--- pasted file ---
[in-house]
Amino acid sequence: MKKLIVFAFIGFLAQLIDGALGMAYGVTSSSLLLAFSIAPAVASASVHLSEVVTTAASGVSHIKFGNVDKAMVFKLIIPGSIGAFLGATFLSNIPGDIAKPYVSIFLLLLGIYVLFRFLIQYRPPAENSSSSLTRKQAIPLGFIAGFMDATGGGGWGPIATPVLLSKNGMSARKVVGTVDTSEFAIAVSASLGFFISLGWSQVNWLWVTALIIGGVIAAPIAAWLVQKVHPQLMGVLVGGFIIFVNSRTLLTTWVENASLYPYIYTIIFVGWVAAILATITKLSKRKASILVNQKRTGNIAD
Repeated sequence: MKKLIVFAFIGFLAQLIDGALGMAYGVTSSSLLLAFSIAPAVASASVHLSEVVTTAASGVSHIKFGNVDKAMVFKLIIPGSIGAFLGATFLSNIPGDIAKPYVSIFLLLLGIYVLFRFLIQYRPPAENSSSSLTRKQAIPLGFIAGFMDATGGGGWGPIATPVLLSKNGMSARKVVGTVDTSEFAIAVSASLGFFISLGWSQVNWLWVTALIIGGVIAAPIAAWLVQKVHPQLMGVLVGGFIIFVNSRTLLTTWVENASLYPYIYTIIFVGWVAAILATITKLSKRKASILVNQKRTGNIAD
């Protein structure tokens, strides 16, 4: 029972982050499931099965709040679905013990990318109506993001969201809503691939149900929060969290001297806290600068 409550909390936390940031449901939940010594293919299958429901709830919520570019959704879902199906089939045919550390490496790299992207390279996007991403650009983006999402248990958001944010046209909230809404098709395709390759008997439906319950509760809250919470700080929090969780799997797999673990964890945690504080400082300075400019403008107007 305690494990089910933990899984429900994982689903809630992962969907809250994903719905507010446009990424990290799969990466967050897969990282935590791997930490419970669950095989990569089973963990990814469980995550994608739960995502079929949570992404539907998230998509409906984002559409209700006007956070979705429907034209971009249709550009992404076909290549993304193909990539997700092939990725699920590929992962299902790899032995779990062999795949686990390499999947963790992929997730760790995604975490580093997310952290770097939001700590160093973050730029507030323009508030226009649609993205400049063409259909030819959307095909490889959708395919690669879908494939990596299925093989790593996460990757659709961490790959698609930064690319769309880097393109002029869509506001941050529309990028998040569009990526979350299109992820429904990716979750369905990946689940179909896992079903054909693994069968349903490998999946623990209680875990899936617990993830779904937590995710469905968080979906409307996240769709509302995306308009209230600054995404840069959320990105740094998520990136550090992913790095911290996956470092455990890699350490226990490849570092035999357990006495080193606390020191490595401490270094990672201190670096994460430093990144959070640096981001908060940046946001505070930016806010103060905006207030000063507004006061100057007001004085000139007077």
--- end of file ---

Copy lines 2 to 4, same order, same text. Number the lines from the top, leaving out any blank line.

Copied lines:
Amino acid sequence: MKKLIVFAFIGFLAQLIDGALGMAYGVTSSSLLLAFSIAPAVASASVHLSEVVTTAASGVSHIKFGNVDKAMVFKLIIPGSIGAFLGATFLSNIPGDIAKPYVSIFLLLLGIYVLFRFLIQYRPPAENSSSSLTRKQAIPLGFIAGFMDATGGGGWGPIATPVLLSKNGMSARKVVGTVDTSEFAIAVSASLGFFISLGWSQVNWLWVTALIIGGVIAAPIAAWLVQKVHPQLMGVLVGGFIIFVNSRTLLTTWVENASLYPYIYTIIFVGWVAAILATITKLSKRKASILVNQKRTGNIAD
Repeated sequence: MKKLIVFAFIGFLAQLIDGALGMAYGVTSSSLLLAFSIAPAVASASVHLSEVVTTAASGVSHIKFGNVDKAMVFKLIIPGSIGAFLGATFLSNIPGDIAKPYVSIFLLLLGIYVLFRFLIQYRPPAENSSSSLTRKQAIPLGFIAGFMDATGGGGWGPIATPVLLSKNGMSARKVVGTVDTSEFAIAVSASLGFFISLGWSQVNWLWVTALIIGGVIAAPIAAWLVQKVHPQLMGVLVGGFIIFVNSRTLLTTWVENASLYPYIYTIIFVGWVAAILATITKLSKRKASILVNQKRTGNIAD
């Protein structure tokens, strides 16, 4: 029972982050499931099965709040679905013990990318109506993001969201809503691939149900929060969290001297806290600068 409550909390936390940031449901939940010594293919299958429901709830919520570019959704879902199906089939045919550390490496790299992207390279996007991403650009983006999402248990958001944010046209909230809404098709395709390759008997439906319950509760809250919470700080929090969780799997797999673990964890945690504080400082300075400019403008107007 305690494990089910933990899984429900994982689903809630992962969907809250994903719905507010446009990424990290799969990466967050897969990282935590791997930490419970669950095989990569089973963990990814469980995550994608739960995502079929949570992404539907998230998509409906984002559409209700006007956070979705429907034209971009249709550009992404076909290549993304193909990539997700092939990725699920590929992962299902790899032995779990062999795949686990390499999947963790992929997730760790995604975490580093997310952290770097939001700590160093973050730029507030323009508030226009649609993205400049063409259909030819959307095909490889959708395919690669879908494939990596299925093989790593996460990757659709961490790959698609930064690319769309880097393109002029869509506001941050529309990028998040569009990526979350299109992820429904990716979750369905990946689940179909896992079903054909693994069968349903490998999946623990209680875990899936617990993830779904937590995710469905968080979906409307996240769709509302995306308009209230600054995404840069959320990105740094998520990136550090992913790095911290996956470092455990890699350490226990490849570092035999357990006495080193606390020191490595401490270094990672201190670096994460430093990144959070640096981001908060940046946001505070930016806010103060905006207030000063507004006061100057007001004085000139007077």